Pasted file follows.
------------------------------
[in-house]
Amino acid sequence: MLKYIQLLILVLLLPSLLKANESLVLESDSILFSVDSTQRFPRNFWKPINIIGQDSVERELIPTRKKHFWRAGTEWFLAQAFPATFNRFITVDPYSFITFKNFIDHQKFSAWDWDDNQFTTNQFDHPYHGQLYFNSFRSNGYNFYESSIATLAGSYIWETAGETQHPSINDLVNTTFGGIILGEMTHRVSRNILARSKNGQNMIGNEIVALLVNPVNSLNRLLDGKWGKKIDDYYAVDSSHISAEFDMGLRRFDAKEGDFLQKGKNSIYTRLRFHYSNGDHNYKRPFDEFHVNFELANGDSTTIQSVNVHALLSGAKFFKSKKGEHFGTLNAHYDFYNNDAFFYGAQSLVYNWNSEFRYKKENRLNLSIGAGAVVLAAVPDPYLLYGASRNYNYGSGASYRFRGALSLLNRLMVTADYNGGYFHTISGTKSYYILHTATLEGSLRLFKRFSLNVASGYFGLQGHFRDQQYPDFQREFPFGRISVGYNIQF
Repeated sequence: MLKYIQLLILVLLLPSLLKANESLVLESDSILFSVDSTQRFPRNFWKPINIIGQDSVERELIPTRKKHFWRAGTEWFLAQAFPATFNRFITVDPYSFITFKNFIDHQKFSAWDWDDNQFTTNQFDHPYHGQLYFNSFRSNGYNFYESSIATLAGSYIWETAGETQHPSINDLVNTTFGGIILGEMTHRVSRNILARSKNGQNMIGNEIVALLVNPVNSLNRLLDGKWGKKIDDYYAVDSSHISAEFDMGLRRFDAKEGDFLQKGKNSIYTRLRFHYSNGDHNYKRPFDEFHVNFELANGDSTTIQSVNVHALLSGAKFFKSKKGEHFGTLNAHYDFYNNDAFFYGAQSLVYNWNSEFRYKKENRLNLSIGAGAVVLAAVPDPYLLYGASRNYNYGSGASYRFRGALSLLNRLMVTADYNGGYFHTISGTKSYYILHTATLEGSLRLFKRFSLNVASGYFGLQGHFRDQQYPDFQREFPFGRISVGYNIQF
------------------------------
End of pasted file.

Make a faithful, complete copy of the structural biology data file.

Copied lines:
[in-house]
Amino acid sequence: MLKYIQLLILVLLLPSLLKANESLVLESDSILFSVDSTQRFPRNFWKPINIIGQDSVERELIPTRKKHFWRAGTEWFLAQAFPATFNRFITVDPYSFITFKNFIDHQKFSAWDWDDNQFTTNQFDHPYHGQLYFNSFRSNGYNFYESSIATLAGSYIWETAGETQHPSINDLVNTTFGGIILGEMTHRVSRNILARSKNGQNMIGNEIVALLVNPVNSLNRLLDGKWGKKIDDYYAVDSSHISAEFDMGLRRFDAKEGDFLQKGKNSIYTRLRFHYSNGDHNYKRPFDEFHVNFELANGDSTTIQSVNVHALLSGAKFFKSKKGEHFGTLNAHYDFYNNDAFFYGAQSLVYNWNSEFRYKKENRLNLSIGAGAVVLAAVPDPYLLYGASRNYNYGSGASYRFRGALSLLNRLMVTADYNGGYFHTISGTKSYYILHTATLEGSLRLFKRFSLNVASGYFGLQGHFRDQQYPDFQREFPFGRISVGYNIQF
Repeated sequence: MLKYIQLLILVLLLPSLLKANESLVLESDSILFSVDSTQRFPRNFWKPINIIGQDSVERELIPTRKKHFWRAGTEWFLAQAFPATFNRFITVDPYSFITFKNFIDHQKFSAWDWDDNQFTTNQFDHPYHGQLYFNSFRSNGYNFYESSIATLAGSYIWETAGETQHPSINDLVNTTFGGIILGEMTHRVSRNILARSKNGQNMIGNEIVALLVNPVNSLNRLLDGKWGKKIDDYYAVDSSHISAEFDMGLRRFDAKEGDFLQKGKNSIYTRLRFHYSNGDHNYKRPFDEFHVNFELANGDSTTIQSVNVHALLSGAKFFKSKKGEHFGTLNAHYDFYNNDAFFYGAQSLVYNWNSEFRYKKENRLNLSIGAGAVVLAAVPDPYLLYGASRNYNYGSGASYRFRGALSLLNRLMVTADYNGGYFHTISGTKSYYILHTATLEGSLRLFKRFSLNVASGYFGLQGHFRDQQYPDFQREFPFGRISVGYNIQF